More than 200 firearms, from .22 caliber pistols to a submachine gun, have been seized in what New York called Monday the biggest seizure of illegal guns in the city's history, AFP reports.
In a statement, Mayor Michael Bloomberg's administration hailed the undercover operation as proof its hard line on guns -- and controversial stop-and-frisk police tactics -- work.
"New York is the safest big city in the nation," said Bloomberg, an outspoken advocate for tougher gun laws across the United States.
"But year after year, illegal guns flow into our city from states that don't have common-sense laws that keep guns out of the hands of criminals," he said.
"There is no doubt that the seizure of these guns -- the largest bust in the city's history -- has saved lives."
The guns seized originated from the southern states of North Carolina and South Carolina -- a 12-hour drive to New York along Interstate 95.
No permit is needed to buy a rifle or shotgun in either state, and South Carolina doesn't require permits for a handgun either.
Sales of assault rifles in both states are unrestricted.
Among the weapons seized included a fully automatic Cobray nine-millimeter submachine gun with 30-round high capacity magazine and three assault pistols with flash suppressors and high-capacity magazines that hold 30-plus rounds.
Also taken off the streets was a 7.62 x 39 millimeter assault rifle manufactured by Chinese arms conglomerate Norinco. Resembling the iconic AK-47 rifle, it sells for around $400 through online gun brokers in the United States.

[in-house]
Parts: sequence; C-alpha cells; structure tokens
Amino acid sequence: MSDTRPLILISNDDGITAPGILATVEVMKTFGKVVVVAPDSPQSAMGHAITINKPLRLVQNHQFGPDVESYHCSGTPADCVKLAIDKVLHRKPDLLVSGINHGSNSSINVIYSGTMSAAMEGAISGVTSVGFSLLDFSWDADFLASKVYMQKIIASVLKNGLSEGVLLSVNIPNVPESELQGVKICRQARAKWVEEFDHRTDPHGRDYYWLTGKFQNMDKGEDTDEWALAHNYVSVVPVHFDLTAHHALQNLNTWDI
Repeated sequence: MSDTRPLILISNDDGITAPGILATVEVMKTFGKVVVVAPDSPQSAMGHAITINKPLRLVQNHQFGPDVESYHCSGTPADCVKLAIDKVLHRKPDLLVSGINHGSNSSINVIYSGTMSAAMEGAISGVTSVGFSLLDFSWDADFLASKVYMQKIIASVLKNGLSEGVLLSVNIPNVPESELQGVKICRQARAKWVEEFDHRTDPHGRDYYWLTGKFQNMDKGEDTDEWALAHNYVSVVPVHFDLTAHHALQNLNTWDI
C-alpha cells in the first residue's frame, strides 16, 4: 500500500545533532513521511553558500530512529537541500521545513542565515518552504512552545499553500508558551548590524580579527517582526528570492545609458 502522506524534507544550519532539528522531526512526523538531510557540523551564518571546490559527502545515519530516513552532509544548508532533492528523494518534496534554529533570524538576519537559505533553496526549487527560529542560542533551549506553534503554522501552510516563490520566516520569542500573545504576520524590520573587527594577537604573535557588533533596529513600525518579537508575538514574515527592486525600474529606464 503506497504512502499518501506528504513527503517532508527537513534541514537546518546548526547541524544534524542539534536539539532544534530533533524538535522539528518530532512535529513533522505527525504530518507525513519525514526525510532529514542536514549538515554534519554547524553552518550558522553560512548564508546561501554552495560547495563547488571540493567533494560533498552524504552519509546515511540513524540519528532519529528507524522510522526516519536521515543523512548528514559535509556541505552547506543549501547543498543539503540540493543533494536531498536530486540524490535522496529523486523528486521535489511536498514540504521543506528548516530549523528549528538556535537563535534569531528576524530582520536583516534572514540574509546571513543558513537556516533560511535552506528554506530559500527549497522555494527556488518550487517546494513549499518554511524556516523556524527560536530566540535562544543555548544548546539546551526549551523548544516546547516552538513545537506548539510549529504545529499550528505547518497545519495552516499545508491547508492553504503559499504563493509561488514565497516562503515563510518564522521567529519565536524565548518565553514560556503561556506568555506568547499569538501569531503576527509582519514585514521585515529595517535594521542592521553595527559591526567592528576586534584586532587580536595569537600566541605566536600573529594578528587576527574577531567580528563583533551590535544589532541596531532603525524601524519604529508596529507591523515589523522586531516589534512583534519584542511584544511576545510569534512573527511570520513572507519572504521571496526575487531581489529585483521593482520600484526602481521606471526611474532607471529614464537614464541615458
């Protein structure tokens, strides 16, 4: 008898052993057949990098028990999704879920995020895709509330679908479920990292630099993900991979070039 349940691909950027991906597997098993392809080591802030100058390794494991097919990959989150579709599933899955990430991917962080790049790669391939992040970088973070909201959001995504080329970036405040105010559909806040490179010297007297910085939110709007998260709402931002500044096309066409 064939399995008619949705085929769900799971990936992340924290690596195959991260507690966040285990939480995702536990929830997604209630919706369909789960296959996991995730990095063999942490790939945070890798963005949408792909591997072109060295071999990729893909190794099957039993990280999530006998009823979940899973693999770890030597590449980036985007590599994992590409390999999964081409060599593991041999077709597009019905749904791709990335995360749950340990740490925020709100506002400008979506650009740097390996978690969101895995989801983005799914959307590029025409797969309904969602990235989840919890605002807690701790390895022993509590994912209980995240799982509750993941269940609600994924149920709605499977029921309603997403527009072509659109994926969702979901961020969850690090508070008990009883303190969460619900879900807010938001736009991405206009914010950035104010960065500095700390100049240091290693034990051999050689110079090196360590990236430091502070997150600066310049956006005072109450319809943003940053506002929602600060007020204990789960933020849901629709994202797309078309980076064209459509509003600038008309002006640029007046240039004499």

Of the 19 people charged, three were already in custody on unrelated charges. The others were picked up in New York, North Carolina and South Carolina in a series of arrests from August 2.
Stung by the rejection of New York's controversial stop-and-frisk law last week by a federal judge who deemed it unconstitutional, Bloomberg's administration stressed how one suspect expressed jitters about the tactic in a phone call picked up by an court-authorized wiretap.
"I can't take (the guns) to my house, to my side of town, 'cause I'm in Brownsville," a low-income and predominantly African-American section of Brooklyn, the suspect said. "So we got, like, whatchamacallit, stop and frisk."
Stop-and-frisk sees New York police officers briefly detaining anyone they feel is on the threshold of committing a crime -- but critics say the tactic is used excessively against young African-American and Hispanic males and yields relatively few arrests.
Bloomberg, who is winding up his third and final term as mayor of the city of 8.2 million -- where police permits are required to buy or carry any kind of gun -- has said he would appeal last week's federal court decision.
As the head of Mayors Against Illegal Guns, the billionaire media tycoon has campaigned vigorously for tougher national and state gun laws, defying gun advocates like the National Rifle Association who insist that Americans' right "to keep and bear arms" is enshrined in the Constitution.
Last week Bloomberg credited stop-and-frisk with taking some 8,000 guns off New York streets over the past decade.
In July, Bloomberg's administration and Police Commissioner Ray Kelly said 90 percent of guns used in crimes in New York in 2011 came from out of state.
Last December's massacre of 20 school children in Newtown, Connecticut, about 90 minutes from New York, prompted calls for tougher US guns laws -- but also a surge in sales as gun enthusiasts scrambled to arm themselves in anticipation of a ban that never came.